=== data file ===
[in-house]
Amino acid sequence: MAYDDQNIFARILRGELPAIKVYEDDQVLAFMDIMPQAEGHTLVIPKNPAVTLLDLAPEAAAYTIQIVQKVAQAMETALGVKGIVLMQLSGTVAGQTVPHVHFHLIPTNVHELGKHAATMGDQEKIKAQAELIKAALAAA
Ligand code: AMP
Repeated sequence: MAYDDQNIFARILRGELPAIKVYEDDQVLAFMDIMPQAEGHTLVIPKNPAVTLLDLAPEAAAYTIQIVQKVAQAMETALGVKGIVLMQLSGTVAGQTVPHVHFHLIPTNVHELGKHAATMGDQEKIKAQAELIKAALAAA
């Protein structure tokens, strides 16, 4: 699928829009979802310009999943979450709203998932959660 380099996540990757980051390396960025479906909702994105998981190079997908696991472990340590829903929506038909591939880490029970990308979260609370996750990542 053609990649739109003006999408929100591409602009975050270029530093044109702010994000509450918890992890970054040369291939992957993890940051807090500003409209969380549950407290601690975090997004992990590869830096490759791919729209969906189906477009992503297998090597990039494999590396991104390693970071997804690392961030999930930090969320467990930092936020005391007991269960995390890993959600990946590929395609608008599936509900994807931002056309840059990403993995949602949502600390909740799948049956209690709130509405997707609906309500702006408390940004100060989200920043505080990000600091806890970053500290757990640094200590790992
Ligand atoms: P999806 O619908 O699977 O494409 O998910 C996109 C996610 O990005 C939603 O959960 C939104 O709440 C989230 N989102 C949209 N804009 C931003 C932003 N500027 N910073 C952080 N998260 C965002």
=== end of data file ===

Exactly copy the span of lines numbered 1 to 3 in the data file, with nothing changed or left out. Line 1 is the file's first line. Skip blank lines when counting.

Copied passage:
[in-house]
Amino acid sequence: MAYDDQNIFARILRGELPAIKVYEDDQVLAFMDIMPQAEGHTLVIPKNPAVTLLDLAPEAAAYTIQIVQKVAQAMETALGVKGIVLMQLSGTVAGQTVPHVHFHLIPTNVHELGKHAATMGDQEKIKAQAELIKAALAAA
Ligand code: AMP